Despite the global slowdown during the pandemic, atmospheric carbon dioxide in 2021 shot up to 414.72 parts per million, its highest level ever! In an attempt to combat the rising numbers, people all over the world have started to demand that the companies that are most responsible for these emissions begin to take responsibility.
With the upward pressure from consumers and downward pressure from governing bodies, companies have started to invest in carbon credits to try and offset their carbon emissions. As a project developer, we enable this by investing, managing and developing large-scale nature-based projects to generate biodiversity- and carbon offsets and help companies to achieve net zero.
What are carbon credits?
Carbon credits represent 1 ton of carbon dioxide removed from the atmosphere and are purchased by our clients to offset their carbon emissions in other areas. These areas range from industrial production to the transport of goods and material sourcing. Carbon credits enable projects and organizations doing work that benefits the planet (such as DGB) to make money and remain funded.
While this is a great place to start, carbon credits are often purchased in isolation; they are an easy way for companies to tick a box, but the problem is much bigger, and the solution needs to be bigger, too. Nature is more than just a carbon sink; we must look at ecosystems, the health and safety of organisms around the world, and more. By funding projects that restore harmony within an ecosystem, companies can do so much more than offset their carbon emissions.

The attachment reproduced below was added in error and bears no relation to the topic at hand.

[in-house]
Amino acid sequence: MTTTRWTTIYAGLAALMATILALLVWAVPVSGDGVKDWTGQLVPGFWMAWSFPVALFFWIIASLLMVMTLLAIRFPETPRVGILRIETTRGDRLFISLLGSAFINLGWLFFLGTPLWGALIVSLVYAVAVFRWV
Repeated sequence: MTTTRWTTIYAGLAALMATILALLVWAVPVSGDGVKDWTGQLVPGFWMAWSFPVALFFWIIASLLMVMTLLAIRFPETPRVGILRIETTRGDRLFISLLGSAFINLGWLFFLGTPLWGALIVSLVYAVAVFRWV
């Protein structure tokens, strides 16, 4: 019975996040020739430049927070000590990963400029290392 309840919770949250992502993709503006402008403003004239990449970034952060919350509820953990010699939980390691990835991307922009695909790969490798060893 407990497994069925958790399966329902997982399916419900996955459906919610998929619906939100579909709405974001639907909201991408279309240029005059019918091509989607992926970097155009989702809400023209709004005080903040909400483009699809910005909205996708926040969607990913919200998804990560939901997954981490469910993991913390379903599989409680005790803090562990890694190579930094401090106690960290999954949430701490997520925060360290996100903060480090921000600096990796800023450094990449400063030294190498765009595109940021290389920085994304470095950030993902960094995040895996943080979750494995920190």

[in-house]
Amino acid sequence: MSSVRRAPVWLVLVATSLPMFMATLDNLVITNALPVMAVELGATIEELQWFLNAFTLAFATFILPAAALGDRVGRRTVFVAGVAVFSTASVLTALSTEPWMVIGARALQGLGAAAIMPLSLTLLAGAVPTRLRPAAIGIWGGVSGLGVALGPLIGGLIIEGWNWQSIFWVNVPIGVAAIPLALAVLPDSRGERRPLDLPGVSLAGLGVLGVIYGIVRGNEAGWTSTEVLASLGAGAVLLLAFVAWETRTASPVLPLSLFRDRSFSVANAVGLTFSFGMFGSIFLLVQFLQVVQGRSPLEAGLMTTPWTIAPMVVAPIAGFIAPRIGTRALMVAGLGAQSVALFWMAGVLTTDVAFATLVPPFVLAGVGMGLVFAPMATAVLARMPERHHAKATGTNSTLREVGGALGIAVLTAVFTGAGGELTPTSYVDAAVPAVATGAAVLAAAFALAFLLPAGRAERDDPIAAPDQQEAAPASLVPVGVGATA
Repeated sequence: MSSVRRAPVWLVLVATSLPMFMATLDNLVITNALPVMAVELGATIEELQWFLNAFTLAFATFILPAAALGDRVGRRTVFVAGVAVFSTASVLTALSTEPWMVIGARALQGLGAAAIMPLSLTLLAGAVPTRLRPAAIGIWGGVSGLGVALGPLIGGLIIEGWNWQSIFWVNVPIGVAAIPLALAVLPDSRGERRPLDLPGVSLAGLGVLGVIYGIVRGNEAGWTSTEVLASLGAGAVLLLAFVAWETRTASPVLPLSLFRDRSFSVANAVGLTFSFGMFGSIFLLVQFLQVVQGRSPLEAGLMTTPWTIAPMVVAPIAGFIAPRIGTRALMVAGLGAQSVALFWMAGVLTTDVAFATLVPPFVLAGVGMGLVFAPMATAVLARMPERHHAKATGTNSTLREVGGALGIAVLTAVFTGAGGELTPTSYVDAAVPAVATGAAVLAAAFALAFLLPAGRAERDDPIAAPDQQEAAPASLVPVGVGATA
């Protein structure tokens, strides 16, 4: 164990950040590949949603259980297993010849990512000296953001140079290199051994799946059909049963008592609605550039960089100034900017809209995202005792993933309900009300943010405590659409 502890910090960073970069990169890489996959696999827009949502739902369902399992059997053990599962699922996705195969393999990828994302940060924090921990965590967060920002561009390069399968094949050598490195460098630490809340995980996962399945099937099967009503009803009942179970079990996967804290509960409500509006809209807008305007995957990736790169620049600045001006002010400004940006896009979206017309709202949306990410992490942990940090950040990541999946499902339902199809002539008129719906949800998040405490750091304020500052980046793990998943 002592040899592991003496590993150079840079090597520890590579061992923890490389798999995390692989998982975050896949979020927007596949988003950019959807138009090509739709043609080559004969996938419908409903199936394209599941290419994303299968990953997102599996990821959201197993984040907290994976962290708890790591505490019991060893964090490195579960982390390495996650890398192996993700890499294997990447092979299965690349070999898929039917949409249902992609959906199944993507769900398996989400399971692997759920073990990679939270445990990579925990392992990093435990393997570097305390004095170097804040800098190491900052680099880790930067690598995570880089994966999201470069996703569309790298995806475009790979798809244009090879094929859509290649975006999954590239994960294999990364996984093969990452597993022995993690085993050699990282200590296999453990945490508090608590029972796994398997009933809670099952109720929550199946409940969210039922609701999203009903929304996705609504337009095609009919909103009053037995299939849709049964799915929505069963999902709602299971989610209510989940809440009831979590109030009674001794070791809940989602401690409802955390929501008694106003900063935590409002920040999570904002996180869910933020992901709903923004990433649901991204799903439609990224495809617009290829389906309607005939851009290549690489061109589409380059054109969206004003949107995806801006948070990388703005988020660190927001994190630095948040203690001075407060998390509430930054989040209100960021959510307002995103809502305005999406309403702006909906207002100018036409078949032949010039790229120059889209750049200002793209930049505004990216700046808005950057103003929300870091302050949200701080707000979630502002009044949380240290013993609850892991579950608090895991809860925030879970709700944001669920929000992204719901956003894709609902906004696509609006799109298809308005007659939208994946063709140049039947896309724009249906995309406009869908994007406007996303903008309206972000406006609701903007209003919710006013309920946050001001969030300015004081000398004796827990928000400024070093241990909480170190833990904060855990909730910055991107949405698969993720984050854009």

What is a Carbon Sink?
Forests that retain more carbon than they produce, are considered a carbon sink. The excess storing of carbon allows for carbon emissions elsewhere to be offset. These carbon sinks are often created through reforestation projects, but carbon sinks can also exist in the ocean and soil on the earth. Though natural areas and trees can help contribute to carbon sinks, their health and rejuvenation offer so many more benefits.
The Importance of Resilient Ecosystems
Our motivation to restore natural areas and maintain ecosystems should not come from capitalising on carbon credits. Instead, it’s important to examine the benefits of keeping natural areas as close to their natural state as possible. Resilient ecosystems that are filled with a variety of plants, animals, and microorganisms are proven to be much more fruitful and resilient than those with poor diversity.
Genetic diversity in plants and animals is crucial to their survival within changing circumstances. We have seen animals evolve to deal with harsher temperatures; plants become more resilient to bouts of time without water, and more. Biodiversity in ecosystems helps the living beings in those ecosystems adapt to their challenges and become more resilient, living to fight for more time to come.
When humans interfere with ecosystems, deciding to plant one set of plants where there used to be a wide variety, we are actively harming the future of all the organisms in that space and removing the tools at their disposal to adapt and move forward.